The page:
Fred Kavli – Physicist, innovator, entrepreneur and philanthropist
He made millions manufacturing high-tech sensors for aircraft, cars and appliances; donated much of his fortune to establish the Kavli Foundation -- a philanthropy to benefit science, and which is also known for the Kavli Prizes in Astrophysics, Nanoscience and Neuroscience
From the start, physicist Fred Kavli was a visionary and an innovator. He left his native Norway for California as a young man and later made millions manufacturing sensors for appliances, automobiles and aircraft. Then late in life he began donating much of his fortune to science in starting the Kavli Foundation, where he also established a major prize that he intended to rival the Nobel.
The science world lost a friend and an advocate when he died in November 2013 at his home in Santa Barbara, CA, at age 86. His dedication to supporting scientific research and education will undoubtedly have a long-term impact on science and the human condition.
His love for science had its beginning while growing up in Norway. Walking the mountainsides and along the fjords, watching the night sky and the amazing Northern Lights, he developed a curiosity for the universe that wasted no time blossoming into a lifelong love for science. For Fred, everything around him offered a tantalizing mystery that he knew only science could ever hope to explain. Pondering these mysteries – from the biggest to the smallest to the most complex – he would begin to nurture a dream: to one day help scientists expand the boundaries of what we know and make the world a better place for future generations.
Before emigrating to the United States in 1956 to pursue this dream, he graduated the previous year with a degree in theoretical physics from the Norwegian Institute of Technology in Trondheim. Two years later, after putting an ad in a newspaper saying he was an engineer seeking financing for a new company, he created the Kavlico Corporation.
Why He's Important: Fred Kavli first made his mark at the Kavlico Corporation where he led the development of a series of sophisticated sensors that help control a wide range of mechanical functions – from helping car and aircraft engines save fuel and limit pollution to operating dishwashers. His sensors have been used on the Space Shuttle, the International Space Station, and Trident and Poseidon missiles. By 2000, the company had 1,500 employees. Fred sold it that year for $340 million.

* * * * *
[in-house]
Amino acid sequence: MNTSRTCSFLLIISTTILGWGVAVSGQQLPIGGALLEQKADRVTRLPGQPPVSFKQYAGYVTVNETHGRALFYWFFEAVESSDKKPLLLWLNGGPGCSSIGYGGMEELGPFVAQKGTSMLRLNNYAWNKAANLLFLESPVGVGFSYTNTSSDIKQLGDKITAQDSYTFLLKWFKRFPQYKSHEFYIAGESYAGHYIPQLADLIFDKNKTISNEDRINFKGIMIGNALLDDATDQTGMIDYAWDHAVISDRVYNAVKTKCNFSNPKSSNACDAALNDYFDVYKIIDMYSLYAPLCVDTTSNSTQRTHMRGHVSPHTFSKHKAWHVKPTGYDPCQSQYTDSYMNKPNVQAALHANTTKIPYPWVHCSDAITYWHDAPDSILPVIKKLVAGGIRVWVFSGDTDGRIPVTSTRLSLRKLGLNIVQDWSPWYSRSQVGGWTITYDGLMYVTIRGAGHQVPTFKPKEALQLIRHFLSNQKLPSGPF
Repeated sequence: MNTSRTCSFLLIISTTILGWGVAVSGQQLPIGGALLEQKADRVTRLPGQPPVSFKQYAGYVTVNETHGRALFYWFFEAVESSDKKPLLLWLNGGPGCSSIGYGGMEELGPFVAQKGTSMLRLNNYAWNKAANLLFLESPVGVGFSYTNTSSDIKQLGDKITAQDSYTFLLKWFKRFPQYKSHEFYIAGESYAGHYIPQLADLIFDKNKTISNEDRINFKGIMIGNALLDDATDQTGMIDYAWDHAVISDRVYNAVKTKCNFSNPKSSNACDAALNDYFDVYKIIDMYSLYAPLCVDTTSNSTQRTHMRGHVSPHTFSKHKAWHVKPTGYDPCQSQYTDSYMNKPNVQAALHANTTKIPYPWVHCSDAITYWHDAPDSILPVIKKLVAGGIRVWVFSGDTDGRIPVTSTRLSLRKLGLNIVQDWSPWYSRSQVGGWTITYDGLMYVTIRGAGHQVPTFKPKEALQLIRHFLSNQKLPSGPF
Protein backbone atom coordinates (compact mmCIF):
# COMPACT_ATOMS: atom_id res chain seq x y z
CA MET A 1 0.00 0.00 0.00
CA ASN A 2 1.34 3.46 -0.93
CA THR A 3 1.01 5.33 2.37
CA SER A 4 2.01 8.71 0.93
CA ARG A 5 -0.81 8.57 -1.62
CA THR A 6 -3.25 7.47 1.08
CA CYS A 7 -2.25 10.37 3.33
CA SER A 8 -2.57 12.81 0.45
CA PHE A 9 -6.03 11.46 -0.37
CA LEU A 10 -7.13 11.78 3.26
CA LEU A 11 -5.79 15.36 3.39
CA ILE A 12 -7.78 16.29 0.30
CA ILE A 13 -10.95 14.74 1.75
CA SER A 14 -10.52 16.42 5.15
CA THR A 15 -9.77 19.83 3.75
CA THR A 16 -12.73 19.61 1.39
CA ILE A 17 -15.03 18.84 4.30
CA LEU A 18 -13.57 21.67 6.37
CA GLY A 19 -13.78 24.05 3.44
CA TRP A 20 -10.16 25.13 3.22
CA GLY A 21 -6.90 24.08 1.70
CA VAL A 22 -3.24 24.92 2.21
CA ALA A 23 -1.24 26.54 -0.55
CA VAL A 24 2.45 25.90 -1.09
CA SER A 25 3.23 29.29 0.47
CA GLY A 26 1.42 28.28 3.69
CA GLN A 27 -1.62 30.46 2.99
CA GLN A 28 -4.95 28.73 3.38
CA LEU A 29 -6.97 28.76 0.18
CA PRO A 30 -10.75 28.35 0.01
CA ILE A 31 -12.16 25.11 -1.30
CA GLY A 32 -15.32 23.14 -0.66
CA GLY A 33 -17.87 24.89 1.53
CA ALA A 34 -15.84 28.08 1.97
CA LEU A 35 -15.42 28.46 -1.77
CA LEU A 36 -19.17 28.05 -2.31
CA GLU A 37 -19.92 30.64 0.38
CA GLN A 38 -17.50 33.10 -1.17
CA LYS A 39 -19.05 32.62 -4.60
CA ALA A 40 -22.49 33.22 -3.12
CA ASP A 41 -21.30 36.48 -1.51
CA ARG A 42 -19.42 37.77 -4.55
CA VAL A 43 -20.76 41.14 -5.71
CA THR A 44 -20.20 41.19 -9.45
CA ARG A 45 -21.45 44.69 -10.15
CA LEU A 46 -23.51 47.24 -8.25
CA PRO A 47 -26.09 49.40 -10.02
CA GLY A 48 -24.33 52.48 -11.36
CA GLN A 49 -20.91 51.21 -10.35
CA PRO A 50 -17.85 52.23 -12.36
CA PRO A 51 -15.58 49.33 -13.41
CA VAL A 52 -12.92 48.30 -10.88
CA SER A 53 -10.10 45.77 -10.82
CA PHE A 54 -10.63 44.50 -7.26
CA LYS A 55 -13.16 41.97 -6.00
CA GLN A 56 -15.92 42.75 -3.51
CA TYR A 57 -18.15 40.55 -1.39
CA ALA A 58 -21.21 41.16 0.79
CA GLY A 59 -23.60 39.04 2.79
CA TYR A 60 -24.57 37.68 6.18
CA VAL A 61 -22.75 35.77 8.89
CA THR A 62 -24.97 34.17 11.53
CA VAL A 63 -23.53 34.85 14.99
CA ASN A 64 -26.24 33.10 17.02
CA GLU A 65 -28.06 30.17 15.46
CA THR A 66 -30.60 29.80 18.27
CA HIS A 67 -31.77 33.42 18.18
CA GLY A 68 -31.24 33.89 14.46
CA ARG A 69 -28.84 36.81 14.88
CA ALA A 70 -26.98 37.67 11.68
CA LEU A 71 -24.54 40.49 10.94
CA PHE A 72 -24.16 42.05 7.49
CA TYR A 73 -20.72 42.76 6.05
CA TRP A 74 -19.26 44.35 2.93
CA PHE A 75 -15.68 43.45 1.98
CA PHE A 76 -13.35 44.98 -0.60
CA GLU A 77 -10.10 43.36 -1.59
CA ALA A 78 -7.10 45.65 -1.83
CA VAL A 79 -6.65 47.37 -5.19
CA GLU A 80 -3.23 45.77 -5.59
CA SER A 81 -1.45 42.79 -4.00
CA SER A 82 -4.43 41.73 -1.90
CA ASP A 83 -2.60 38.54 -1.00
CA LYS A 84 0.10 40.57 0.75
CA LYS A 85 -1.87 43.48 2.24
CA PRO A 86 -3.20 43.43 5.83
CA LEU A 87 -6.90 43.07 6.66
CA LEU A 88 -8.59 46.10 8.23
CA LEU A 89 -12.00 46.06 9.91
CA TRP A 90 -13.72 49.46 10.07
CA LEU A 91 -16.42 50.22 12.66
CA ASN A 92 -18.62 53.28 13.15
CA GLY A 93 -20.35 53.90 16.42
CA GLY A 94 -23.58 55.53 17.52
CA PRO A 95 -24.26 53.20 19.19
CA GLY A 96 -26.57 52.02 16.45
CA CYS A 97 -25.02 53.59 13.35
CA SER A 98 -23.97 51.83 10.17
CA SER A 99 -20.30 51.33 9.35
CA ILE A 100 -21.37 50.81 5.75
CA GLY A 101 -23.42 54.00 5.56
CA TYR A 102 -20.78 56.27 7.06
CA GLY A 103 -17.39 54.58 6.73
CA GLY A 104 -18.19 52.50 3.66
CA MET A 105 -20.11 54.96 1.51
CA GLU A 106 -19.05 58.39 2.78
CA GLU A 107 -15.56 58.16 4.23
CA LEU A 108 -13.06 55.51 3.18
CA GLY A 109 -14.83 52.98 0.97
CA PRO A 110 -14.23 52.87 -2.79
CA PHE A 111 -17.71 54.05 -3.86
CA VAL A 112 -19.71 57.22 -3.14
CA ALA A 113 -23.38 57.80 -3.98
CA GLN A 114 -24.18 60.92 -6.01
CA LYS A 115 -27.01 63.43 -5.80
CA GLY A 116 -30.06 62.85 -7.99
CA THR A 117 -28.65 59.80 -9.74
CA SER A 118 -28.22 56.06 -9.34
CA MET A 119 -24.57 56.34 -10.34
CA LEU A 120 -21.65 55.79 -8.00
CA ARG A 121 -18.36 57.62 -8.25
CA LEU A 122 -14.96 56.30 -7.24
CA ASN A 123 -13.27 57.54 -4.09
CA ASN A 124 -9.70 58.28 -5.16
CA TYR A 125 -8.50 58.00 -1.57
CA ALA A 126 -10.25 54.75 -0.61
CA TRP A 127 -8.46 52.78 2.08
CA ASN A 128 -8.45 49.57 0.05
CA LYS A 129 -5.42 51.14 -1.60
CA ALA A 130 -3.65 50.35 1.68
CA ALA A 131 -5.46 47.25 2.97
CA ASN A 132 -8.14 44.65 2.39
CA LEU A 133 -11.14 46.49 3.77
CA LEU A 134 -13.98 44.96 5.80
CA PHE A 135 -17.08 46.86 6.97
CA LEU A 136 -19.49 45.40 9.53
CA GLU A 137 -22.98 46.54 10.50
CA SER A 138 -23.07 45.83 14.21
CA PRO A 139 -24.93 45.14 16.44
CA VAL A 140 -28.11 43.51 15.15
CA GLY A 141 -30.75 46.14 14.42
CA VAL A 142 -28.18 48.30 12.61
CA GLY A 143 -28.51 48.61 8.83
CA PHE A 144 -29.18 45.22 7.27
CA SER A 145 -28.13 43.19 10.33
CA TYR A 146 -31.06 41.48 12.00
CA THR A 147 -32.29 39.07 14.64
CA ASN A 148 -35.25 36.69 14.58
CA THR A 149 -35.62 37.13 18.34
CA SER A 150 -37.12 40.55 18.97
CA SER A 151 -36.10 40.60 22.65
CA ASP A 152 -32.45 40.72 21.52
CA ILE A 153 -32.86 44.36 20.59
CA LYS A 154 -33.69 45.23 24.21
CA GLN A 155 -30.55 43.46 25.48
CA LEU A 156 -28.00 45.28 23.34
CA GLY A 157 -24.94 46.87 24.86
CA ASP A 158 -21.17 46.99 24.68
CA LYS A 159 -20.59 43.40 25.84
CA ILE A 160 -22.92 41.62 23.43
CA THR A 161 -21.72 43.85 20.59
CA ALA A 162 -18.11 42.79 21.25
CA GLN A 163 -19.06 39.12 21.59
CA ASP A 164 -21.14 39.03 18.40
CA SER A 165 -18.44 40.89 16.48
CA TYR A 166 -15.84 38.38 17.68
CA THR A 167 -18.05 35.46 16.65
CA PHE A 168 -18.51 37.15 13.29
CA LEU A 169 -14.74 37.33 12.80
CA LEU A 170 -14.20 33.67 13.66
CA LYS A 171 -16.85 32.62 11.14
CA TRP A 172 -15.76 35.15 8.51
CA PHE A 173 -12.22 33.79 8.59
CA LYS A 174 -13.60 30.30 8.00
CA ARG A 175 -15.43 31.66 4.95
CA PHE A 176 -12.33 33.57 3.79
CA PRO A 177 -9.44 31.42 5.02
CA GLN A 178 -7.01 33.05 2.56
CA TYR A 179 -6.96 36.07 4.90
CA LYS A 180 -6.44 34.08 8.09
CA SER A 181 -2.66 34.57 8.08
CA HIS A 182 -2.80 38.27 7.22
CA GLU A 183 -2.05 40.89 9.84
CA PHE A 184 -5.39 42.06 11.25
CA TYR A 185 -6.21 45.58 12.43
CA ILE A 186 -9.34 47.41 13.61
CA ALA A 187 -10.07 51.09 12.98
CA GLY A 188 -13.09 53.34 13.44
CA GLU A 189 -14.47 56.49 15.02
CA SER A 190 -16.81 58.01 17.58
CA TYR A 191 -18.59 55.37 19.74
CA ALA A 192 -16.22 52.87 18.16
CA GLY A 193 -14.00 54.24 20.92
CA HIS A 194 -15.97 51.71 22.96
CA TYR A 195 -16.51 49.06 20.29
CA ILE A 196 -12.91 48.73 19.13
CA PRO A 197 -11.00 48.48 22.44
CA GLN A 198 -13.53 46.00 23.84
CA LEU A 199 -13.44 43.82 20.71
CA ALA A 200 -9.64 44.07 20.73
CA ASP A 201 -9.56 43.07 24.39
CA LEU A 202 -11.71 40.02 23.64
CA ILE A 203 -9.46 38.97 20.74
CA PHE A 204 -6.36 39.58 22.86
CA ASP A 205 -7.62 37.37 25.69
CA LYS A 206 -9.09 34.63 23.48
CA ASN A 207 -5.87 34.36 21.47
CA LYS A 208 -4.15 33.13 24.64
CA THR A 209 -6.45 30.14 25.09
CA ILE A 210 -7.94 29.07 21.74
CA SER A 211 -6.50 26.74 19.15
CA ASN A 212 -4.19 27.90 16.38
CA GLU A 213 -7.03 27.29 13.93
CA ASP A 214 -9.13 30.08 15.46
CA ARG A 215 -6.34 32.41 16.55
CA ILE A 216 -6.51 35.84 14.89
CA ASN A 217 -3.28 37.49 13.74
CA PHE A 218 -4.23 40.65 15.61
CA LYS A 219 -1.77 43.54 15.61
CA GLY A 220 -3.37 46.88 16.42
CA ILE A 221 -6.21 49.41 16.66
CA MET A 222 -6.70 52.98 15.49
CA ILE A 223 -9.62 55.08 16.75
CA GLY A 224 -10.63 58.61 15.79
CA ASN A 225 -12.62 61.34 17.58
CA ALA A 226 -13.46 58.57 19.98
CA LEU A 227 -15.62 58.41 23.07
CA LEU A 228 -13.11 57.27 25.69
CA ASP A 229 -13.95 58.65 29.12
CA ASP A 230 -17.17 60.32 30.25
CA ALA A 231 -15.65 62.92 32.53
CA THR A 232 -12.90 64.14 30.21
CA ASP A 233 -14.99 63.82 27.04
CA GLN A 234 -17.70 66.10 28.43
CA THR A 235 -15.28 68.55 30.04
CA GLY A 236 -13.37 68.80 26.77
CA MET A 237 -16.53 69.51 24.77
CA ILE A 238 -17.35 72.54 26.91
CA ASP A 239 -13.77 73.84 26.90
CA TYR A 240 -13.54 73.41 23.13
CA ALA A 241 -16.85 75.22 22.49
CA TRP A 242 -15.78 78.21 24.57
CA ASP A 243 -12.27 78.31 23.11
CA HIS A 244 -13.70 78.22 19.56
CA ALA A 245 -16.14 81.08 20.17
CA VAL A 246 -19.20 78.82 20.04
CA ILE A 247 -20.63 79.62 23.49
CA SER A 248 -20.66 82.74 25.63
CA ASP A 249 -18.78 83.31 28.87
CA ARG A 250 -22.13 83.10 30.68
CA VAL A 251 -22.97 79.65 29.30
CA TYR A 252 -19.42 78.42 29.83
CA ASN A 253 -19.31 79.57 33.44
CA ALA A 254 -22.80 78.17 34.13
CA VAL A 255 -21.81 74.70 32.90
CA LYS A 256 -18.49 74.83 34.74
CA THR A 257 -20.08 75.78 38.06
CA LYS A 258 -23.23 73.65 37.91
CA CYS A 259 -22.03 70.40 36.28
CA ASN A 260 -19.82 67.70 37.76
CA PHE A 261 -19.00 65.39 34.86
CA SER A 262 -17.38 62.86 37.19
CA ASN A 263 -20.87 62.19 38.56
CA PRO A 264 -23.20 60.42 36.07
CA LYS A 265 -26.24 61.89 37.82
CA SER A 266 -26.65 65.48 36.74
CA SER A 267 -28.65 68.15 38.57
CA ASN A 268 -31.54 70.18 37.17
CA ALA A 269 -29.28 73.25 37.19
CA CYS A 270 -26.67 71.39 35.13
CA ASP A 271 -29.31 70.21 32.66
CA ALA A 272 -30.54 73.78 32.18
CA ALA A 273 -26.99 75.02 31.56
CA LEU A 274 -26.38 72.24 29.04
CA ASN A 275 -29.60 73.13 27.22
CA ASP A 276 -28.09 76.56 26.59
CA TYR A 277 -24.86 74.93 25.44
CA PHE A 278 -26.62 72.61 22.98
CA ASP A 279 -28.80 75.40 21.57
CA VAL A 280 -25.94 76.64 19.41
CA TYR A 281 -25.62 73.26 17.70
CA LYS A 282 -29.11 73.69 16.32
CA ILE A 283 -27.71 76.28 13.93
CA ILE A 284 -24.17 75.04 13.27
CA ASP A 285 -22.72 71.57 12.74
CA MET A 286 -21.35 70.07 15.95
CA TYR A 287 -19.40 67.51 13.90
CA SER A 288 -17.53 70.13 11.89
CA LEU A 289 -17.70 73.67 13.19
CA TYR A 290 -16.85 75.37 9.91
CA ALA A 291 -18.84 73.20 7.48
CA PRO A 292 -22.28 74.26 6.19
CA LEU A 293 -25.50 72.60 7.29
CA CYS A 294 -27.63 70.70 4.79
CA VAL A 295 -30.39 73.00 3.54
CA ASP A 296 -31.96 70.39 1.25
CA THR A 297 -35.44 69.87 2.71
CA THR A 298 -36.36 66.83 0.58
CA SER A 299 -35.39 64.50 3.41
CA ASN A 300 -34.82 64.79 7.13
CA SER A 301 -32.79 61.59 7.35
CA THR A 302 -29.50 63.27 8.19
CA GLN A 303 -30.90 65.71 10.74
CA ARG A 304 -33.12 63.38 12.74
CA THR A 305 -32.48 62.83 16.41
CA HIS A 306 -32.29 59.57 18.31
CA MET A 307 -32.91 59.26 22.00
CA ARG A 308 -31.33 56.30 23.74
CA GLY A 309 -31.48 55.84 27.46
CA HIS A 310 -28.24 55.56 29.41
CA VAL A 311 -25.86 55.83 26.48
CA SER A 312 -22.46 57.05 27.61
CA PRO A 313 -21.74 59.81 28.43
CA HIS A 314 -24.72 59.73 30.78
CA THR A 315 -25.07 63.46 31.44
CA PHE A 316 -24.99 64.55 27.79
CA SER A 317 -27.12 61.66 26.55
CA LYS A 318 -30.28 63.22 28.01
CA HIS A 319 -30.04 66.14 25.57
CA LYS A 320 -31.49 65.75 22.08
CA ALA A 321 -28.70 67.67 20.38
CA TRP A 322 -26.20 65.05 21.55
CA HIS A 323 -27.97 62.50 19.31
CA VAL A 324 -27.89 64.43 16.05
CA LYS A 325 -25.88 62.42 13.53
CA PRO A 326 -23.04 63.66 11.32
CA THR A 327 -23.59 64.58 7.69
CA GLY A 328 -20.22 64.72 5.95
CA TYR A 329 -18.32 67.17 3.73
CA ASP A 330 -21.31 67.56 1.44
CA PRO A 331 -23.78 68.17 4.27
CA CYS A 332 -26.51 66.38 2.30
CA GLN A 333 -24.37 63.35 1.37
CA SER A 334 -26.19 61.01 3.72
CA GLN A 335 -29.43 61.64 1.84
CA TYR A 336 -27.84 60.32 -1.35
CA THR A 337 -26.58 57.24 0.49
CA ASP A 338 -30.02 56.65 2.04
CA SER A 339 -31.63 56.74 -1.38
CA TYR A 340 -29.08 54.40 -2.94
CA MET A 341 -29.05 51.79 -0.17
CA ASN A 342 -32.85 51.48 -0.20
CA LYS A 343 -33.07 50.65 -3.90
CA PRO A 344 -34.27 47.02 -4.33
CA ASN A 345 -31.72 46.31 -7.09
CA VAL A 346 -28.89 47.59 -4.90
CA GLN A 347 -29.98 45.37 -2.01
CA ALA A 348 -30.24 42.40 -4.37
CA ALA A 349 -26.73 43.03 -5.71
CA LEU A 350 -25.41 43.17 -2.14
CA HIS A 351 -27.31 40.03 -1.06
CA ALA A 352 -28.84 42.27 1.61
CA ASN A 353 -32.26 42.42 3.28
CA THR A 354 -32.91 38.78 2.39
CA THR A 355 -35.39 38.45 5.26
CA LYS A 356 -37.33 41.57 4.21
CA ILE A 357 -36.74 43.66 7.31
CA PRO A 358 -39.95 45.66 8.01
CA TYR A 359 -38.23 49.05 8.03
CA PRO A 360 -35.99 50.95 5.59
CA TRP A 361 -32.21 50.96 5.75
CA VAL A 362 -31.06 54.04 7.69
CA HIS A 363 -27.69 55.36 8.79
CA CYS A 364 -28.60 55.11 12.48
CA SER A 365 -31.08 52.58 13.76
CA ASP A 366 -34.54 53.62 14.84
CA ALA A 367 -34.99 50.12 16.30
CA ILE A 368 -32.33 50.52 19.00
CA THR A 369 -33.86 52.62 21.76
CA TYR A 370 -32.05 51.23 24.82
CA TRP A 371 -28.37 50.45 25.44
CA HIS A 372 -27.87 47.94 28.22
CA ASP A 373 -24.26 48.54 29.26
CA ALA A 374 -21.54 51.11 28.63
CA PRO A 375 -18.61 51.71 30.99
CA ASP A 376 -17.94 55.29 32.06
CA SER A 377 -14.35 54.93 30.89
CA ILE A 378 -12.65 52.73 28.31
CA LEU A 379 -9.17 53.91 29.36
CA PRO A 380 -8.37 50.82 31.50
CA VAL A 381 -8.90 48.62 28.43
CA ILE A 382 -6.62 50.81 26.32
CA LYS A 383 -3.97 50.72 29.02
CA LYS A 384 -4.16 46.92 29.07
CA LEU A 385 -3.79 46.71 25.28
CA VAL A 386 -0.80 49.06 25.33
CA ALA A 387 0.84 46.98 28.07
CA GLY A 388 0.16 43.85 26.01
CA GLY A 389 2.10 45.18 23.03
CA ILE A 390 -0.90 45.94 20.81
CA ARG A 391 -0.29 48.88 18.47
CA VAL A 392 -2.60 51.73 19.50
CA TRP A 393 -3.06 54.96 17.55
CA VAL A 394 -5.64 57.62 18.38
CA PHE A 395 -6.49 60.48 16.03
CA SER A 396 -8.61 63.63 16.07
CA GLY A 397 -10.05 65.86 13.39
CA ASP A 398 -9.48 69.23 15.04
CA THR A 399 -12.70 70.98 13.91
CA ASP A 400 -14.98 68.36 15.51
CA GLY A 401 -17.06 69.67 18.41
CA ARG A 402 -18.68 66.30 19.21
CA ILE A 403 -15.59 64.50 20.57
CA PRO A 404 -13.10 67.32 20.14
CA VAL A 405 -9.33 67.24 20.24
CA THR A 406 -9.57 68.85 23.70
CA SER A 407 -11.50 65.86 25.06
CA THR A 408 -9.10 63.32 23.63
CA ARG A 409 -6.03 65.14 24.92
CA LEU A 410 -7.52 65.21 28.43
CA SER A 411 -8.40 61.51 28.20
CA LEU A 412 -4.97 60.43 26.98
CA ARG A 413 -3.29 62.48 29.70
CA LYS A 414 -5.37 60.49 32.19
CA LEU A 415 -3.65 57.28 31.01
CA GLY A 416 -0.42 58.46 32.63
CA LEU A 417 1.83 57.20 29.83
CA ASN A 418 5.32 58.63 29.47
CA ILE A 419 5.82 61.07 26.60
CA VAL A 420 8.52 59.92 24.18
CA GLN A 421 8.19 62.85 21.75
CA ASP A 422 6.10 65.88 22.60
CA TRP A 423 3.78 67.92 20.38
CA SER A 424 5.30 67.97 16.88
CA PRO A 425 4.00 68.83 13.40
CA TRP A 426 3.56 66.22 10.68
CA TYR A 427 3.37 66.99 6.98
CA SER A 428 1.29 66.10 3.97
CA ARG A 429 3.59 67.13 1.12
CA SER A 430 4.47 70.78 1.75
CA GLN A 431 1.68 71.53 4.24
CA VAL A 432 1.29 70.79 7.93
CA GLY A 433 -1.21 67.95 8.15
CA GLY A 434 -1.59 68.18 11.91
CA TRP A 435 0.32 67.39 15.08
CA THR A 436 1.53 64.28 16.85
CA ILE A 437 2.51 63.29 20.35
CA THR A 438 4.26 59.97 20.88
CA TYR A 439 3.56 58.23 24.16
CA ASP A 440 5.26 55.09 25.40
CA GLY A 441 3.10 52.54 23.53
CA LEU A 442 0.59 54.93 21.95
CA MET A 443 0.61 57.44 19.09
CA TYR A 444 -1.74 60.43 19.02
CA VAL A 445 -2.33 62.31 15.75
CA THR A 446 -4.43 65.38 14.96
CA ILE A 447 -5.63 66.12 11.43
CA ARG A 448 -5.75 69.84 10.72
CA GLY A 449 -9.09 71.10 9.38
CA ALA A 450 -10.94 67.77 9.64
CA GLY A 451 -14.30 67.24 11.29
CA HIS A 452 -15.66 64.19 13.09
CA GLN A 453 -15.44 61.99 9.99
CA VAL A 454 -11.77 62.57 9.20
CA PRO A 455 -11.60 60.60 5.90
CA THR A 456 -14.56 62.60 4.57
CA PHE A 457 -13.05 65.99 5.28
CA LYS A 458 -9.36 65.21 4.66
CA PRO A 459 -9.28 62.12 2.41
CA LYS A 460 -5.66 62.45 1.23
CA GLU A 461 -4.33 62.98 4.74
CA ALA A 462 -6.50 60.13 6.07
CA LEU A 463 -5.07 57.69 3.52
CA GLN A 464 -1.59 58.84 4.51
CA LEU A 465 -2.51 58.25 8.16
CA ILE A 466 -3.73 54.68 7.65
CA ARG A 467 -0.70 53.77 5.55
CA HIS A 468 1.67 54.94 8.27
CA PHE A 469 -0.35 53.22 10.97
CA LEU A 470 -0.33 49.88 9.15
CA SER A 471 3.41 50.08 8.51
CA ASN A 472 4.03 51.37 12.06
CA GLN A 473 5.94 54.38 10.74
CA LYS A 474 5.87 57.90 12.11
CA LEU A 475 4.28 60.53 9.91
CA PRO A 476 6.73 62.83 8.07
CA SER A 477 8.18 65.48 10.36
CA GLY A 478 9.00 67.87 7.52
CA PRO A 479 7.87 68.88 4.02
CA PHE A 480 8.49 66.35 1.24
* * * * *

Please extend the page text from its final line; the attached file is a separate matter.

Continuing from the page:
He then set his sights on his long-time dream: establishing a philanthropic foundation to benefit science. In the year 2000, he started The Kavli Foundation. The Foundation is dedicated to the goals of advancing science for the benefit of humanity and promoting increased understanding and support for scientists and their work. It works today to improve the world through enabling fundamental scientific research.
"Fred deeply understood that the discovery of new knowledge about our world is essential if we hope to answer many of the deepest and most profound questions facing humanity, said Rockell Hankin, Vice Chairman of the Board and Robert Conn, President, of The Kavli Foundation in a joint statement following the death of Fred. "He understood as well that through the advancement of science, we will create a better life for all."
His legacy at the foundation includes: the establishment of 17 Kavli Institutes of Science on three continents, seven university endowed professorial chairs, scores of programs supporting the scientific enterprise, and the Kavli Prizes in Astrophysics, Nanoscience and Neuroscience. In 2008, the first Kavli Prizes were awarded, with recipients in each of three categories splitting $1 million. The prizes are awarded by the Norwegian Academy of Science and Letters in Oslo in September every other year.
Hankin and Conn add: "[Fred] understood that basic research rarely brings immediate rewards but he also understood that future generations would come to depend on the discoveries of science to create a better world. This is why he saw his commitment to science and to humankind going far beyond his own lifetime. He set up his Foundation to continue in perpetuity..."
In addition to establishing institutes and prizes, the Kavli Foundation has brought together scientists at meetings that facilitate open dialogue and an exchange of ideas.
Fred's vision at his institution also includes supporting important educational outreach efforts in science, technology, engineering and mathematics (STEM) such as the USA Science & Engineering Festival – the nation's largest celebration of science and engineering. For the third year at the Festival, Kavli Foundation will be sponsoring the Kavli Science Video contest, an international middle and high school student competition. The contest is designed to challenge students to investigate science through video storytelling while promoting participation in STEM subjects. The video contest culminates in a popular awards show at the Festival's finale Expo in Washington, DC.
Other Achievements: Fred was the recipient of numerous honors and awards, including: serving as a Fellow of the American Academy of Arts and Sciences; member of the Norwegian Academy of Technological Sciences,former member of the U.S. President's Council of Advisors on Science and Technology; receiving the Royal Norwegian Order of Merit for Outstanding Service, and receiving the Carnegie Medal of Philanthropy -- which is given biennially to one or more individuals who, like Andrew Carnegie, have dedicated their private wealth to public good, and who have sustained impressive careers as philanthropists.
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